[Note: This is an abstract of a presentation to be delivered at the "Hitting the Road! Experiences and writing of travellers in the Victorian and Edwardian Eras" Conference (University of Tours, 2-3 February, 2023). — Taylor Tomko]

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n 1849, Dante Gabriel Rossetti and William Holman Hunt undertook a trip to France and Belgium, with the specific goal of visiting art collections in Paris, Brussels, Bruges, Antwerp and Ghent. Despite not being as exotic as the expeditions of Richard Burton or David Livingstone, this trip was particularly meaningful, not only because of the context (the early years of the Pre-Raphaelite Brotherhood, and soon after the 1848 Revolutions) but also because it was related by Rossetti himself, who wrote a series of poems during the journey and sent them in letters to his brother William Michael and some other members of the Brotherhood. These poems, collectively gathered under the title A Trip to Paris and Belgium,* focus on different aspects of the trip: some of them describe the journey itself, by boat, train, or coach, from London to Antwerp and back; some of them describe places and events, for instance their arrival and connection in Paris; some others let transpire historical and political commentary under a sheen of monumental ekphrasis.

This paper will focus first and foremost on one major characteristic of these poems: the contrast between travel poems properly speaking, that is to say the texts describing the journey, and what I would call static poems, the texts written in the places visited. This contrast will be used as the basis to study the Pre-Raphaelite ambiguous modernity, and Rossettis artistic blend of the fast-paced movement of modernity and the contemplative remembrance of things past. This will help identify two hallmarks of Pre-Raphaelitism, which are the use of progress and modernity to get closer to an ideal (and idealized) past, and the omnipresence and necessity of movement, even in seemingly static poems. This reflection might be extended to the Victorian era in general, torn between a longing for Progress and a quest for the past, in order to reestablish the position of Pre-Raphaelitism not only as a proto-modernist attempt by semi-outcasts, but as an artistic cristallisation of a whole era.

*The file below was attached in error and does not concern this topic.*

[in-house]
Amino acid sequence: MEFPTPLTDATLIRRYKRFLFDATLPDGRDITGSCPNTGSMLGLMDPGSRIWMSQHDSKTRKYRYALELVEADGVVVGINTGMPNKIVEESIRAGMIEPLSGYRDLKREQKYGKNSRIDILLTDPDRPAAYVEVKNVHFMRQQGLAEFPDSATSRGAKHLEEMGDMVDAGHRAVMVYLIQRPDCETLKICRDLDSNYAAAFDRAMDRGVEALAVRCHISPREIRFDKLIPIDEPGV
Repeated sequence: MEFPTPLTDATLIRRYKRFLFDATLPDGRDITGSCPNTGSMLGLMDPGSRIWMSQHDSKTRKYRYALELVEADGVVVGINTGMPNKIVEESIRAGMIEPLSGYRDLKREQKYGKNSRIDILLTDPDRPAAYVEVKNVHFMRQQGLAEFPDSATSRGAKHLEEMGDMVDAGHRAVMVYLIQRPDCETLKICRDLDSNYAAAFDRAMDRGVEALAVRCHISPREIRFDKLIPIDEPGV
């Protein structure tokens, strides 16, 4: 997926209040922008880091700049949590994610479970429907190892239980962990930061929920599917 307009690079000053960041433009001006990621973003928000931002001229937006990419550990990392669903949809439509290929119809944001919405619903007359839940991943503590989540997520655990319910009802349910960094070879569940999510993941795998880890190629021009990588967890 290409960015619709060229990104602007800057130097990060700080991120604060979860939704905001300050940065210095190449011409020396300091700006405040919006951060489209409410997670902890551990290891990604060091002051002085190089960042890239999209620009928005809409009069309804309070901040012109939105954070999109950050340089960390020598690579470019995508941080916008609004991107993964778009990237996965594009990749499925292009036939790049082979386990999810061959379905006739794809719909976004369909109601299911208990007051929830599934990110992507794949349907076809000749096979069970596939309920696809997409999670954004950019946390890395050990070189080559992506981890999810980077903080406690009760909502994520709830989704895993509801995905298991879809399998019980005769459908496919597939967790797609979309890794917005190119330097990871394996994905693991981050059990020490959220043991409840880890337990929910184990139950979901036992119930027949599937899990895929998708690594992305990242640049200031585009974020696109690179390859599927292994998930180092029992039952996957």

*I will rely on McGanns 2003 Collected Poetry and Prose and to the extended sequence that is included there; references might still be made to earlier editions, such as the sequences published by William Michael Rossetti in the late nineteenth and early twentieth century.

Created 16 January 2023